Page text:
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Please, Wait
3rd January 2020
Since hindsight is 2020…
By Narendra Nag
In the year 2000 I was transitioning from running an independent web-design shop to working as a reporter for a traditional newspaper. In 2020, I find myself leading a team trying to build and launch the most advanced video platform as a service this world has ever seen.

In these last twenty years, I have seen computers upend newsooms, digital upend marketing, and now mobile upend entertainment. Along the way, I have started up, worked at startups and large companies, been acquihired, built global teams, and traveled, lived and worked in different parts of the world.

All made possible by my super-powers — an ability to communicate, code, and care for people well.

Since hindsight is 2020, I couldn't resist using the pun and looking back at three key inflection points I lived through at the intersection of media and tech and how they so reliably inform my future.

In the early noughts, I was part of newsrooms (first print and then TV) that were undergoing massive transformations. Typesetting was being replaced by QuarkXpress, email was becoming commonplace, the internet was spreading from the one computer in the corner to being widely available across all computers, and Facebook and Twitter were still a few years away.

The thing that changed the most, was time —almost overnight, news-cycles became compressed, news got stale a lot quicker, what qualified as enough-time to research and do a story kept getting lesser, and the time to reflect slowly started to vanish.

Faster began to mean better.

In the late noughts and early tens, I found myself in communication and advertising through the acquihire of my fledgling digital agency. I saw digital go from being a line-item and a check-box exercise in a traditional marketer's playbook to being seen as the cure-all panacea for all marketing problems.

But, the real impact was on the pace at which audiences changed. Where cohorts could reliably be expected to stay the same for years (if not decades), now audiences began to evolve faster and faster, moving from one meme to another and from one identity to many.

We've gone from a world where audience segments were made up of hundreds of thousands of people, to every one of us becoming a segment of one.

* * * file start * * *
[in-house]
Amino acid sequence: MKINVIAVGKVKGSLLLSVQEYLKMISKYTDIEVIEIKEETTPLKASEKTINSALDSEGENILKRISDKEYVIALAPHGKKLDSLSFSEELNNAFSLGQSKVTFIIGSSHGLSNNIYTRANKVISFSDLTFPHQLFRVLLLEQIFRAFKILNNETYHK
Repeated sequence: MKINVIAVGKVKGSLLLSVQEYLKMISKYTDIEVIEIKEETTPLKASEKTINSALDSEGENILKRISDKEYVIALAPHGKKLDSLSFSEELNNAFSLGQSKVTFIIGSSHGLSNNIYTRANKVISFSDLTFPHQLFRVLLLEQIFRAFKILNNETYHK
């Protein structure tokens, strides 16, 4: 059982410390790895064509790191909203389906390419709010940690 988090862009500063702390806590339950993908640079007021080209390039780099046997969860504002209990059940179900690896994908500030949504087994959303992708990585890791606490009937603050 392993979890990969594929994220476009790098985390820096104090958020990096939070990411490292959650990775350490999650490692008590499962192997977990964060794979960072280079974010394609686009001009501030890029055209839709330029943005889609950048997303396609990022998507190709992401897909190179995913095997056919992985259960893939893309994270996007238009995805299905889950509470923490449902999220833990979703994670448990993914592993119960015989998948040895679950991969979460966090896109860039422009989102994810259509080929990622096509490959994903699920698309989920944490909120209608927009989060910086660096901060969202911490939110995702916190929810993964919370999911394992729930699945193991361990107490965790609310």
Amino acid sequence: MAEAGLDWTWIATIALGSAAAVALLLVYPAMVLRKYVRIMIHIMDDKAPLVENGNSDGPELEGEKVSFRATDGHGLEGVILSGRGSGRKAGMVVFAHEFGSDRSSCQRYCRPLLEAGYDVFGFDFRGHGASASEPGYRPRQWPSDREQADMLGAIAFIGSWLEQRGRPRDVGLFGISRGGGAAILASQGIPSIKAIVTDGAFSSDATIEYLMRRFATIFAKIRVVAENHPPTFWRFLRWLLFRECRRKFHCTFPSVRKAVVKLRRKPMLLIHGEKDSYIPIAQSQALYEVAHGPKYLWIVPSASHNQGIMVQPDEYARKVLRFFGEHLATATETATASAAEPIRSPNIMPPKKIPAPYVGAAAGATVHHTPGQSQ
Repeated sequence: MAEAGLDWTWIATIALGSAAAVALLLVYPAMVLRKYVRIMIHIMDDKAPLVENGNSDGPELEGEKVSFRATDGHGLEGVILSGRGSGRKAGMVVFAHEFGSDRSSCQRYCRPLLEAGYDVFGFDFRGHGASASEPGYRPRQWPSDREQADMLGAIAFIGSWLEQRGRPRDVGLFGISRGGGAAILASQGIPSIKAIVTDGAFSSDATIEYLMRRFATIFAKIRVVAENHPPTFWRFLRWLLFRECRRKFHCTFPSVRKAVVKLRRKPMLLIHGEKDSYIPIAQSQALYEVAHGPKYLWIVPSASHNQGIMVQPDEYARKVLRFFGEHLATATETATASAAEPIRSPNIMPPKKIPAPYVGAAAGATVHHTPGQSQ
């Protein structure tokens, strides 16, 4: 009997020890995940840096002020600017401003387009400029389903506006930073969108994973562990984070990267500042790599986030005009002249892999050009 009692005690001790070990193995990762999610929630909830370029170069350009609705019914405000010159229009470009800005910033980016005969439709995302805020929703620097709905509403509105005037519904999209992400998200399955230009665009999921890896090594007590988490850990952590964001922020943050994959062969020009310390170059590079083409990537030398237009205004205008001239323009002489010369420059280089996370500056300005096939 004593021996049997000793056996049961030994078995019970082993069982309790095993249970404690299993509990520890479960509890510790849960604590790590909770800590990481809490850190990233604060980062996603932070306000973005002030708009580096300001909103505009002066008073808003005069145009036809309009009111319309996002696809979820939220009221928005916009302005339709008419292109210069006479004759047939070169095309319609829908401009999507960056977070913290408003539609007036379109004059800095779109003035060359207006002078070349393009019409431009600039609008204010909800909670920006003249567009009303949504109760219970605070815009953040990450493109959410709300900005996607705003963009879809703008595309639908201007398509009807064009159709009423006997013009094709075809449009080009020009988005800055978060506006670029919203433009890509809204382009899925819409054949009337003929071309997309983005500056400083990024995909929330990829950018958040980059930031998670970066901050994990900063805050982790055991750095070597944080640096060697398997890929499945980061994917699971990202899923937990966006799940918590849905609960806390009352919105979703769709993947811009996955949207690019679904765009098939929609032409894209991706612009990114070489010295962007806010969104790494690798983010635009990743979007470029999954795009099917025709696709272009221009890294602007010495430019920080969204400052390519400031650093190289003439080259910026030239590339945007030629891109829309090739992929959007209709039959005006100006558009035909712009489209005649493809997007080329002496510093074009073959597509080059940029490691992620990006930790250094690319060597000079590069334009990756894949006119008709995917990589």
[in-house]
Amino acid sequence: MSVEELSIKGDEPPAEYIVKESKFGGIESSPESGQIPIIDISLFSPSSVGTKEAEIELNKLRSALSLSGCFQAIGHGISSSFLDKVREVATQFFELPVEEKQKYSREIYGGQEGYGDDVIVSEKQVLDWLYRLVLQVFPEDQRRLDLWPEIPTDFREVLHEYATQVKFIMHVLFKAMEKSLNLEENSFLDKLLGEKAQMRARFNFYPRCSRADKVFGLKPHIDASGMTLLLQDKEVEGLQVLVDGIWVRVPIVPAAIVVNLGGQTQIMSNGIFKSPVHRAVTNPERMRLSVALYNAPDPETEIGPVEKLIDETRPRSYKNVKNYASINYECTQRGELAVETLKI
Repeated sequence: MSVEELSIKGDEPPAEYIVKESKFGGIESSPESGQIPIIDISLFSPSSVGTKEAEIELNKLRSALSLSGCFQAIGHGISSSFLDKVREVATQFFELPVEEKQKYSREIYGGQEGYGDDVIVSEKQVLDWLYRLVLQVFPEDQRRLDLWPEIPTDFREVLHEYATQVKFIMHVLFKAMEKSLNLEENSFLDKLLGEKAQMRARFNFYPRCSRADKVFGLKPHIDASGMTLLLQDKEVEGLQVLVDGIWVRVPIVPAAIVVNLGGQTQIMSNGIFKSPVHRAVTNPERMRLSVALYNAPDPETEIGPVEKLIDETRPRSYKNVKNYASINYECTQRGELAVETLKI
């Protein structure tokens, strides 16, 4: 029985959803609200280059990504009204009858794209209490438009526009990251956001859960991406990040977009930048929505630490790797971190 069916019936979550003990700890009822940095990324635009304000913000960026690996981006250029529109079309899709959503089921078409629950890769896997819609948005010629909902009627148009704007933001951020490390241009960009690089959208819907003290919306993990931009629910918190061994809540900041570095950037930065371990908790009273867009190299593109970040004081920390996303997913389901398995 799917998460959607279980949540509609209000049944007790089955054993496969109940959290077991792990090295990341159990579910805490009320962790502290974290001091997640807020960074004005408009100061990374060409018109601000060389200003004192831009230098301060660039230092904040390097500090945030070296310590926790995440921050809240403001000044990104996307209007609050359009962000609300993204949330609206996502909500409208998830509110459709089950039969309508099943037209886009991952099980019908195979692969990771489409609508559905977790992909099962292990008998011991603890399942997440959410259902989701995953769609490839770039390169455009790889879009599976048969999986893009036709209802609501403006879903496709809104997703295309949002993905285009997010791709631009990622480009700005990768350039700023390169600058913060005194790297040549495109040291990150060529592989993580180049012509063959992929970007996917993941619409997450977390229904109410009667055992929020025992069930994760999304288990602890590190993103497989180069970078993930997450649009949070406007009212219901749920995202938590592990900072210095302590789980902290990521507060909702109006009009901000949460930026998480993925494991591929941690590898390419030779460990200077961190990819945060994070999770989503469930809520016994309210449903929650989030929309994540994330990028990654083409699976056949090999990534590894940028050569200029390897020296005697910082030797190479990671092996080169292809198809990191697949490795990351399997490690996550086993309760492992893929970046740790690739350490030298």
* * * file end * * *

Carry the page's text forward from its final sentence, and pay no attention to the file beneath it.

In the mid to late tens, mobile networks completely upended entertainment. Since they first launched, the TV industry hadn't had to deal with the kind of transformation that arrived nearly overnight — after all, appointment viewing remained the norm even if a plethora of terrestial, cable and satellite channels competed for attention and ad dollars.

Piracy, Youtube and Netflix changed audiences forever. Suddenly, audiences were consuming the content they wanted, at a time of their own choosing.

A world where all entertainment is streamed is inevitable, but to me, the biggest change is in the nature of content itself. And no-one in the traditional industry has the time, money or intellectual bandwidth to even think about it because they are too busy trying to fix all the technical and engineering challenges of launching a streaming service at Netflix-scale.

Which, very neatly, brings me to the present — where we have spent the better part of 2019 building and verifying an engineering architecture that is designed for a world where 5G will be ubiquitious, where 4K streams will be the norm, and where appointment viewing will have gone the way of the dodo.

To everybody in the 20s, I can say only one thing — grab every job that gives you the opportunity to learn, and say yes to things that scare you.

The universe is conspiring to help you succeed.

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